Soil Health Cards indicating soil fertility status along with the advise on use of fertilizers is another initiative. The Paramparagat Krishi Vikas Yojna for promoting organic farming and marketing of the produce and Pradhan Mantri Krishi Sinchai Yojana for efficient usage of water is another move.
NFSM focuses on improving production/productivity of pulses. Nearly a sum of Rs 1100 crore has been allocated for improving pulse production during 2016-17. Organizing quality seed production-cum-awareness field days to highlight the importance of quality seeds as well as allocation of Rs. 20.39 crore to ICAR/Agriculture Universities for increasing the availability of new pulse-variety breeder seeds is another positive step. Inter cropping of pulses with other crops is being encouraged. A number of schemes have been launched for the development of agriculture and farmers’ welfare. In view of good monsoon, following two drought years, current pulse output is estimated to reach 20 MT (2016-17) which is still lower than the domestic demand (23-24 MT). Therefore, the BRICS nations have been approached and it was commented that India would like to seek cooperation from member countries (BRICS) in helping to meet our production shortfall in crops like pulses and oilseeds.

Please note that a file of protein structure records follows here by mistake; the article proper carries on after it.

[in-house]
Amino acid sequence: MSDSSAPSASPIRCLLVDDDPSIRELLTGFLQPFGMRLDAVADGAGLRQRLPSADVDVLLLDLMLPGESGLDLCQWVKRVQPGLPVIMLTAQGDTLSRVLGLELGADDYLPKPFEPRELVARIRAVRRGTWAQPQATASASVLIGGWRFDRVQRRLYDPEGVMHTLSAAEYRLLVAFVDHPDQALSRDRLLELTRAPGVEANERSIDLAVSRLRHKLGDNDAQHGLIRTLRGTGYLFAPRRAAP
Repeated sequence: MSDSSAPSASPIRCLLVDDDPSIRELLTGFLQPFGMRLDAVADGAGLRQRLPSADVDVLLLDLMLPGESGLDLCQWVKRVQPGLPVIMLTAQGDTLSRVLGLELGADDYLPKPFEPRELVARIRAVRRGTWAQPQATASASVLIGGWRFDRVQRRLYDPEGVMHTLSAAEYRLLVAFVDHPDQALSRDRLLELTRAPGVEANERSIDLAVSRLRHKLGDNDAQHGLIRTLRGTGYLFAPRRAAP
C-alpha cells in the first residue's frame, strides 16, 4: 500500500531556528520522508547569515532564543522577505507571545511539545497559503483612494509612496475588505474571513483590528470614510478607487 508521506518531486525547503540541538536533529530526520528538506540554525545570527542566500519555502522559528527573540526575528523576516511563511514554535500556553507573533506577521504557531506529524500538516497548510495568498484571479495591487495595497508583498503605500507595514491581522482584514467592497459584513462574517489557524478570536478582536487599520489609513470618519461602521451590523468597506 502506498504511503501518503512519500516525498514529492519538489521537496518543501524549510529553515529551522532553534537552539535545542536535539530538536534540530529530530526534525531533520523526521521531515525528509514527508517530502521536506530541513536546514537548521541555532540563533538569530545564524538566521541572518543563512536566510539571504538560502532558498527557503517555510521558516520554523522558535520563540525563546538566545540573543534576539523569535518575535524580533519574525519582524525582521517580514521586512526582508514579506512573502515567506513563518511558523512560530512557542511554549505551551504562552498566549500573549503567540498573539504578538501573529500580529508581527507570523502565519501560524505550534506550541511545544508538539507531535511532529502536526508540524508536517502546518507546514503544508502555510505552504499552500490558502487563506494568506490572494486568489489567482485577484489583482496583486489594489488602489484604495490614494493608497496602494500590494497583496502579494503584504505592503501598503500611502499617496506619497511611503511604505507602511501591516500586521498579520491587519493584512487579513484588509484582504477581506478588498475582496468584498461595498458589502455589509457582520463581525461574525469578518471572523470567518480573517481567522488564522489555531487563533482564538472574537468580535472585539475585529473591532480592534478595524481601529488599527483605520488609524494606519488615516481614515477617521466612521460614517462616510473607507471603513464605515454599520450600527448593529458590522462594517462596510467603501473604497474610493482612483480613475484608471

In addition, it is envisaged that generating awareness regarding nutritional value of the pulses can help the consumers to adopt healthier dietary patterns. Pulses – the nutrient rich smart food are good for human health, the planet and the farmers, particularly those with small-holdings!!
*Dr Santosh Jain Passi – Public Health Nutrition Consultant; Former Director, Institute of Home Economics, University of Delhi
* Ms Akanksha Jain – Ph D Scholar, – works in the field of Public Health and Nutrition.